Brain cancer is often a deadly diagnosis. In 2008, approximately 238,000 new cases of brain tumors were diagnosed worldwide, with an estimated 175,000 deaths. Glioblastoma is the most common primary brain tumor, as well as the deadliest. In particular, glioblastoma multiforme (GBM) presents a grave challenge in the treatment and management of cancer patients worldwide.
Even with aggressive surgery—taking advantage of state-of-the-art preoperative and intraoperative neuroimaging, along with recent advances in radiotherapy and chemotherapy—the outlook for GBM patients remains dismal, with average survival being only a year from the time of diagnosis and most patients dying within two years. Much remains unknown as to why some patients survive longer with GBM.
A key aspect of brain tumor biology that continues to stymie therapeutic progress is the spreading of the brain tumor into surrounding normal brain tissues—that is, into areas well away from the main tumor mass. Photosensitizers can localize in other areas as well as the main tumor mass. This allows the cancer surgeon to see areas that can treated surgically or that could be exposed to light during photodynamic therapy (PDT).
The ideal photosensitizers in this situation would be actively taken up by tumor cells, but activated by light of a longer wavelength, result in greater tissue penetration and consequently more complete eradication of tumor cells that have migrated into surrounding normal brain (away from the main tumor mass). The NHF has been actively involved in supporting the development of photosensitizers for this purpose.
In a recent clinical study of GBM patients treated with PDT, the 12-month overall survival and six-month progression-free survival were both 100%. The purpose of this study was simply to assess the potential efficacy and safety of intraoperative PDT using talaporfin sodium (the photosensitizer) and a 664-nm semiconductor laser in patients with primary malignant parenchymal brain tumors, including GBM. (The Natural Health Foundation has supported studies of various photosensitizers to help establish optimal treatment protocols.)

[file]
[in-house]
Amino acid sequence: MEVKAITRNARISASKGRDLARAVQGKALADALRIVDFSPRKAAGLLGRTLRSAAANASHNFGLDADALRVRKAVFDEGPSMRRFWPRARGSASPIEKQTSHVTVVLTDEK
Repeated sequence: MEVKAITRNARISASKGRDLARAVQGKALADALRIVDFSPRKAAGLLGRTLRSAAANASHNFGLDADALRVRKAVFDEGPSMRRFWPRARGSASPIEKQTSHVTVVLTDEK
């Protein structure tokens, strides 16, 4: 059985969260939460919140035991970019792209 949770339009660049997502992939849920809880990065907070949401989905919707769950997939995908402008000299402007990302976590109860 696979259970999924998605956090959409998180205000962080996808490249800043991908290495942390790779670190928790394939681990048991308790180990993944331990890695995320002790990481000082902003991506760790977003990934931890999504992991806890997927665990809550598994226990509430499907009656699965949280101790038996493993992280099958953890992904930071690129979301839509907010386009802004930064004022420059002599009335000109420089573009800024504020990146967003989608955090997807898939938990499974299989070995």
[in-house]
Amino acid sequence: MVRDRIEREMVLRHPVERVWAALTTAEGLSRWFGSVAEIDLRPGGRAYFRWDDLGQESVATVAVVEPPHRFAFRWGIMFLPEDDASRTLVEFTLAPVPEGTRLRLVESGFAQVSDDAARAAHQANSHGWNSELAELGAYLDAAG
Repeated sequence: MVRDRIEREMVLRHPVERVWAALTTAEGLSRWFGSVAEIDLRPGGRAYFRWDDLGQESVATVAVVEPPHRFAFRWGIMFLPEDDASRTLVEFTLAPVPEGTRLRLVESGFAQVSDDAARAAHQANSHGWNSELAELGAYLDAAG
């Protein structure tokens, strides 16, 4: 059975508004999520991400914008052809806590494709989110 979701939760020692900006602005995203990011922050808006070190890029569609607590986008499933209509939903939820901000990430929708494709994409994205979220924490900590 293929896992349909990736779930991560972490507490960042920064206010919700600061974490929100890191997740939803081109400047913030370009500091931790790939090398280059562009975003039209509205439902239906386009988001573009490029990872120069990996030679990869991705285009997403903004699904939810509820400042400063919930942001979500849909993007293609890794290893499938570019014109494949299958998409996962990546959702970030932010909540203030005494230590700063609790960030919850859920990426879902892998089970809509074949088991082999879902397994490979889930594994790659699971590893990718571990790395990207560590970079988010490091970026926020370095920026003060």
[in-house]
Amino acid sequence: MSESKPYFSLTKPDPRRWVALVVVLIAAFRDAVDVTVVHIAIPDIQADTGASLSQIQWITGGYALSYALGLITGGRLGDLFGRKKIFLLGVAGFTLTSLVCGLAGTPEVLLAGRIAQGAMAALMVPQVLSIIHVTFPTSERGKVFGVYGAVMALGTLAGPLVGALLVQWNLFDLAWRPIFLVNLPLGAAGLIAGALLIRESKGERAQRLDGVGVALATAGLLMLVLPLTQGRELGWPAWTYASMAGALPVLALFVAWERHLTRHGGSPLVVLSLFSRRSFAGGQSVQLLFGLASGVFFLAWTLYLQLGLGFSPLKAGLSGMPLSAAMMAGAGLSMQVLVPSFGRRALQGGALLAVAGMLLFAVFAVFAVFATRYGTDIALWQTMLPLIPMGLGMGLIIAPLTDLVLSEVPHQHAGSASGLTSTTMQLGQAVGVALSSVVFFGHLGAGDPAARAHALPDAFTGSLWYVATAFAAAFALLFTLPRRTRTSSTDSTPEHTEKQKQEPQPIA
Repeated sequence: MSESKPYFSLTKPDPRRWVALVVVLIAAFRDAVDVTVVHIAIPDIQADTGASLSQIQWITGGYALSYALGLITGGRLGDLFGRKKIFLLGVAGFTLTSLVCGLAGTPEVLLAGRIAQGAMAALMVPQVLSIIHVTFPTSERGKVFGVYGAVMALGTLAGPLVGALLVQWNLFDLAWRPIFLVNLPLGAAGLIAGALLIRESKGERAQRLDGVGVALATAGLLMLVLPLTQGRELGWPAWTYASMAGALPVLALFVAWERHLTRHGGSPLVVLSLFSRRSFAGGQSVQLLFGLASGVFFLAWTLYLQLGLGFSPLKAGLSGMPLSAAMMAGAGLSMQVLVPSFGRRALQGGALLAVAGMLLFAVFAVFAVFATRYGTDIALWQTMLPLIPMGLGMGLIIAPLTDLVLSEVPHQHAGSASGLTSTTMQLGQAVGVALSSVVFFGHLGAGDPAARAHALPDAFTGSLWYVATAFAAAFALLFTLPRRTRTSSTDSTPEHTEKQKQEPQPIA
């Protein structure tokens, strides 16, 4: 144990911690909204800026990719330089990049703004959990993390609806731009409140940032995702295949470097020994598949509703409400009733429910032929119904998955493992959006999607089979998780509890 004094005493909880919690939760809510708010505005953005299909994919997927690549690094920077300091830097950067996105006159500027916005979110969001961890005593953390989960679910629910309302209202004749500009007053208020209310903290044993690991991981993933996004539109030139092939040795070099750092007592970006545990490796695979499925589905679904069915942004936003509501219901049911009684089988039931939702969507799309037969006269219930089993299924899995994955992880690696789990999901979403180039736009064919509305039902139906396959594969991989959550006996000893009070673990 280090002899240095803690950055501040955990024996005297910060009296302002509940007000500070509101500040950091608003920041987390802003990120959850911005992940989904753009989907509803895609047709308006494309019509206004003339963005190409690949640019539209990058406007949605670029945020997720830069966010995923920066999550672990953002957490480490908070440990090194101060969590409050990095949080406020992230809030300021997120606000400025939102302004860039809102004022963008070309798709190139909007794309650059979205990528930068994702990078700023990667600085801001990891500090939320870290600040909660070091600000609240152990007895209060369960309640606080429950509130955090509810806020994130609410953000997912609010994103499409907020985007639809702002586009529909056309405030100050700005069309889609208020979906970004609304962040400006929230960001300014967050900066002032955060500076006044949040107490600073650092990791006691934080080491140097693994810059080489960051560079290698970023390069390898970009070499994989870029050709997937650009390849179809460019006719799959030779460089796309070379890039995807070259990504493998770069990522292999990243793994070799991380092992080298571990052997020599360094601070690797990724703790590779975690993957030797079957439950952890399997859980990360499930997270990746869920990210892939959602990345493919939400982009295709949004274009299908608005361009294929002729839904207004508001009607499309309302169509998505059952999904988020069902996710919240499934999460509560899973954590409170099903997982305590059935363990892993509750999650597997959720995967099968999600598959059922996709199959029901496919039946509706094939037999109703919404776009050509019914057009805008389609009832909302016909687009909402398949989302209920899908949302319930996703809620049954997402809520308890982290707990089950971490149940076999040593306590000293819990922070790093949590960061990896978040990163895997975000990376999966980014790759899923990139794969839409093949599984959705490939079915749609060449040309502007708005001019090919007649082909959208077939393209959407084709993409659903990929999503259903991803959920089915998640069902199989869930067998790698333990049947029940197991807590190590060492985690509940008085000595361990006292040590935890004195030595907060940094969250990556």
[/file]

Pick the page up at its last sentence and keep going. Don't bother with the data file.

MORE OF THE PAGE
The researchers concluded that the use of intraoperative PDT in a combined treatment strategy may have a positive impact on overall survival and local tumor control for patients with newly diagnosed GBMs. This study was conducted at the Tokyo Women’s Medical University in Japan and reported in the 16 August 2013 Journal of Neurosurgery. Of course, the real question is what happens to these patients over the long term, and follow-up reports on this group of patients will be eagerly awaited.
One of the most aggressive forms of brain cancer is recurrent or high-grade GBM (WHO grade IV). For this form of GBM, the median survival is only three months with standard therapy. According to a 2005 study reported in the Journal of Clinical Neuroscience, however, the median survival for recurrent GBM patients treated with PDT may be closer to 15 months. If future studies confirm this result, this indicates that PDT may be five times more effective than the current standard therapy.
In Part 2, we report on the most recent analysis of all the survival data to date, and explain how future research can better illuminate the role of fluorescence-guided surgery and PDT in the treatment of malignant brain tumors.
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Muragaki Y, Akimoto J, Maruyama T, Iseki H, et al. Phase II clinical study on intraoperative photodynamic therapy with talaporfin sodium and semiconductor laser in patients with malignant brain tumors. J Neurosurg. 2013 Aug 16. [Epub ahead of print]
Kanu OO, Mehta A, Di C, Lin N, Bortoff K, Bigner DD, Yan H, Adamson DC. Glioblastoma multiforme: a review of therapeutic targets. Expert Opin Ther Targets. 2009;13(6):701-18.
Stylli SS, Kaye AH, MacGregor L, Howes M, Rajendra P. Photodynamic therapy of high grade glioma – long term survival. J Clin Neurosci. 2005;12(4):389-98.
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